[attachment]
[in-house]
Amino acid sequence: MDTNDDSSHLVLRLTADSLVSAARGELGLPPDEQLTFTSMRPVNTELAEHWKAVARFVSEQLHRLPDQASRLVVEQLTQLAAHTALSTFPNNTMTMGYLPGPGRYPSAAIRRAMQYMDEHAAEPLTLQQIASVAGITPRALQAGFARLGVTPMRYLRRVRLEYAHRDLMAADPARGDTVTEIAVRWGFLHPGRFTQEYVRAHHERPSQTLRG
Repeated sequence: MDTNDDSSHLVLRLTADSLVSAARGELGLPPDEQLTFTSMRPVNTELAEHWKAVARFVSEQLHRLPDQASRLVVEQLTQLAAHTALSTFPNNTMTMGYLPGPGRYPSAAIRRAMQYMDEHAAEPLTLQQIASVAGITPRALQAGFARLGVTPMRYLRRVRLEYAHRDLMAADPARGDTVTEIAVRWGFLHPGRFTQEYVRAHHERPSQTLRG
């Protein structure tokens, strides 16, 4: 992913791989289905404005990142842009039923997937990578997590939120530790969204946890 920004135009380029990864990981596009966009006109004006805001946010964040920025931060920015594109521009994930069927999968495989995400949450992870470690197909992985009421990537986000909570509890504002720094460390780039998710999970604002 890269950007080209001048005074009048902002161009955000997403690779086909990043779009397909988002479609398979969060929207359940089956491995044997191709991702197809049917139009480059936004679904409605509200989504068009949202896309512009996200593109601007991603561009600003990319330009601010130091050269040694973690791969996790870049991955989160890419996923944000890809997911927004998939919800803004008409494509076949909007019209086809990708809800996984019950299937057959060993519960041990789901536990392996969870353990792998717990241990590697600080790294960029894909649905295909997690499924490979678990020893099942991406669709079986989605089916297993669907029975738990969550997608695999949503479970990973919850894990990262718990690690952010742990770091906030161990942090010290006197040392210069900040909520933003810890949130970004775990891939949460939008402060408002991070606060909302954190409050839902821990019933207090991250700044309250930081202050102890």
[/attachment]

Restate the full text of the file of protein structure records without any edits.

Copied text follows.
[in-house]
Amino acid sequence: MDTNDDSSHLVLRLTADSLVSAARGELGLPPDEQLTFTSMRPVNTELAEHWKAVARFVSEQLHRLPDQASRLVVEQLTQLAAHTALSTFPNNTMTMGYLPGPGRYPSAAIRRAMQYMDEHAAEPLTLQQIASVAGITPRALQAGFARLGVTPMRYLRRVRLEYAHRDLMAADPARGDTVTEIAVRWGFLHPGRFTQEYVRAHHERPSQTLRG
Repeated sequence: MDTNDDSSHLVLRLTADSLVSAARGELGLPPDEQLTFTSMRPVNTELAEHWKAVARFVSEQLHRLPDQASRLVVEQLTQLAAHTALSTFPNNTMTMGYLPGPGRYPSAAIRRAMQYMDEHAAEPLTLQQIASVAGITPRALQAGFARLGVTPMRYLRRVRLEYAHRDLMAADPARGDTVTEIAVRWGFLHPGRFTQEYVRAHHERPSQTLRG
């Protein structure tokens, strides 16, 4: 992913791989289905404005990142842009039923997937990578997590939120530790969204946890 920004135009380029990864990981596009966009006109004006805001946010964040920025931060920015594109521009994930069927999968495989995400949450992870470690197909992985009421990537986000909570509890504002720094460390780039998710999970604002 890269950007080209001048005074009048902002161009955000997403690779086909990043779009397909988002479609398979969060929207359940089956491995044997191709991702197809049917139009480059936004679904409605509200989504068009949202896309512009996200593109601007991603561009600003990319330009601010130091050269040694973690791969996790870049991955989160890419996923944000890809997911927004998939919800803004008409494509076949909007019209086809990708809800996984019950299937057959060993519960041990789901536990392996969870353990792998717990241990590697600080790294960029894909649905295909997690499924490979678990020893099942991406669709079986989605089916297993669907029975738990969550997608695999949503479970990973919850894990990262718990690690952010742990770091906030161990942090010290006197040392210069900040909520933003810890949130970004775990891939949460939008402060408002991070606060909302954190409050839902821990019933207090991250700044309250930081202050102890």